Voice Actor Turns Instagram's Terms of Service Into 51-Minute Sleep Aid

The TLDR Institute’s Legal Lullabies aims to make Instagram’s terms of service into a sleep aid. It works surprisingly well.
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Instagram, like many social networks, is designed to get you to consume as much content as possible in a single sitting. Likewise, its new sister app Threads is built for aggressive consumption.

But you know one part of Meta’s social infrastructure that is not designed to be easily read in a single sitting? Its terms of service, which were just updated at the beginning of the month.

Didn’t notice? Understandable—the news got buried amid all the buzz about Threads. Fortunately, The Lazy Data Research (TLDR) Institute noticed—and has thought of some effective counter-programming.


The Swedish artistic collective, which aims to make complex data accessible to the average person, has presented this extremely long list of important policies on ownership, user access, and privacy notices as an audio-driven sleep aid, complete with a speaker with a calming voice whose consistent tone makes it a great choice for taking a nap. The initiative, called Legal Lullabies, comes in two forms: An Instagram version, titled Zzzuckerberg; and a TikTok version, titled Zzzhang. The Instagram version is 51 minutes long. The TikTok version is nearly 38 minutes long.

The speaker was a friend of the group whose voice proved particularly well-suited to the task—so much so that he got at least one request for a voice work gig.

“It’s very soothing indeed,” said Isak Landaboure Lengholm, one of the founders of the group. “After the initial excitement, we all got very sleepy when recording it.”

(I won’t lie, I also nodded off when listening to it.)

So which terms of service is worse? Per Lengholm, that would be Instagram’s. The TikTok ToS, dating to November 2022, seemed to go “above and beyond to be relatable following all their legal issues,” making it easier to follow than the newly updated Instagram ToS, which was updated to account for regulatory shifts in the European market.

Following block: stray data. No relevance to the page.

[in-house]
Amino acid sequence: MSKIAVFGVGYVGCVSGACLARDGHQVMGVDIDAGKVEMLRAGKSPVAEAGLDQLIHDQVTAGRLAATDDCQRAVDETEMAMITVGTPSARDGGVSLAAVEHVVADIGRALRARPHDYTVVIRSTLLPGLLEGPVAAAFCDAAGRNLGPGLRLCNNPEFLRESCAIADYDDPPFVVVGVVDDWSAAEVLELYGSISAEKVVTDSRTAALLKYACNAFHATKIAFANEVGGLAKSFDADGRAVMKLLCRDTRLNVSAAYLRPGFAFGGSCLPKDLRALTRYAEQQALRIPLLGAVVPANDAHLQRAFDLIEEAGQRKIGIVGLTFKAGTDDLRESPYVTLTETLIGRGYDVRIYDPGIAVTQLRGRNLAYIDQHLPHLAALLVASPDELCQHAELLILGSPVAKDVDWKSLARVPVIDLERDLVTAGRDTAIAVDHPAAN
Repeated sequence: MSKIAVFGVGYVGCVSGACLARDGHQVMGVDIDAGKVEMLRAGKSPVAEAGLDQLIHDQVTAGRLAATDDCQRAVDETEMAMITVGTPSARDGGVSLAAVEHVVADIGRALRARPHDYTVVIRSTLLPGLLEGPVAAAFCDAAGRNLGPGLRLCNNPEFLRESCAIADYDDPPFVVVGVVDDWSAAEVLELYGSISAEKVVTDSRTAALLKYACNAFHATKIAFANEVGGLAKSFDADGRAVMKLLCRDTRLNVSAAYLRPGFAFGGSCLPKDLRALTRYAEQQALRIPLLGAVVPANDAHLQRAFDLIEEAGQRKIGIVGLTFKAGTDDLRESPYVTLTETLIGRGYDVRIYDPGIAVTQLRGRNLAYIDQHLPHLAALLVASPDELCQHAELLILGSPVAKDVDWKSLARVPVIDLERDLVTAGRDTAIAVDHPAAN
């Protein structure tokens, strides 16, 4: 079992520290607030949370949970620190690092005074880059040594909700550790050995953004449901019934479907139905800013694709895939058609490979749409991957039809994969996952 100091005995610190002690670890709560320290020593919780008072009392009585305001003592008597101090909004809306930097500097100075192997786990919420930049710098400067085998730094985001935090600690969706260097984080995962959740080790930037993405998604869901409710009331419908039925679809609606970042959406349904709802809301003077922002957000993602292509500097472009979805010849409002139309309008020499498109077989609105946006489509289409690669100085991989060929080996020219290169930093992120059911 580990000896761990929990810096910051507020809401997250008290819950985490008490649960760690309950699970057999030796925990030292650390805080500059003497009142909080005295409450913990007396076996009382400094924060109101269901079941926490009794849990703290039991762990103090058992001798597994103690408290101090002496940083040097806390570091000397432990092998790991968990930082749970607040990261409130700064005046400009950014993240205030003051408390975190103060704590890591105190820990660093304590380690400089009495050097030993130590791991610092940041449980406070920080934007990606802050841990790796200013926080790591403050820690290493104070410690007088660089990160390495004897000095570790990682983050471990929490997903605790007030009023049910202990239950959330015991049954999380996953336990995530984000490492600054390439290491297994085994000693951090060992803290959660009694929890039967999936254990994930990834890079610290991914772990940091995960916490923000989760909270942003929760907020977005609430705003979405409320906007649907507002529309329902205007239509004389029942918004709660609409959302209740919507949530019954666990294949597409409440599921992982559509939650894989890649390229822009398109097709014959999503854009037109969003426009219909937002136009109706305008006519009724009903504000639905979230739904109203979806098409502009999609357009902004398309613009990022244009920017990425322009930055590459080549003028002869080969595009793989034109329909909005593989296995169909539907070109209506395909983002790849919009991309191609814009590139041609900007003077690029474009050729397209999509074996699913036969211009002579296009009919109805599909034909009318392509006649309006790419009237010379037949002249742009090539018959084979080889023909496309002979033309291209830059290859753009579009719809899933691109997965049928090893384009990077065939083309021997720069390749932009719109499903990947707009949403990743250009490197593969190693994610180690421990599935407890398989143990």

“That being said, all of them balance the fine line of being almost understandable and completely incomprehensible at the same time,” he added. “Occasionally, it’s like you’re stuck in a fever dream.”

The group’s approach to culture jamming—which Lengholm described as “picking important stuff represented with good data, and then adding a creative layer to make it more digestible”—is aimed at raising larger questions about important topics.

In this case, the data point they’re drawing attention to the very low percentage of people—in some studies, 9 percent; in others just 1 percent—who read terms of service agreements of any kind. (The 1 percent study, released in 2020, amusingly utilized a test terms of service filled with increasingly absurd statements, most notably getting users to agree to give up their firstborn.)

Given that these agreements can often be used to degrade your rights when using software or accessing services, it’s useful to understand why they exist in the first place. And given that they’re hard to understand for even college-educated people, presenting these confusing texts in a familiar context—audio-based sleep aids are popular ways to battle sleep disorders these days—could get people to interact with a complex issue.

In some ways, TLDR’s approach is similar to other culture-jamming collectives, like MSCHF, but ultimately, the approach they’re aiming for has a noble goal—to encourage people to take science and data more seriously.

“We’re at a point today where ‘doing your own research’ is perceived as trustworthy as actual peer-reviewed research, and as a result, only the strange, odd and bizarre stuff tends to stick in the public’s memory,” “So if there’s one thing we would love for people to take away from this, it’s to appreciate scientists and to stop saying ‘according to a study’ when they’ve only read the headline.”

Lengholm described a future project where the group would attempt to make toys from the microplastics that exist in breast milk.

“We’re just trying to make sense of the world around us while trying to make the public aware of important science that they shouldn’t overlook,” Lengholm said.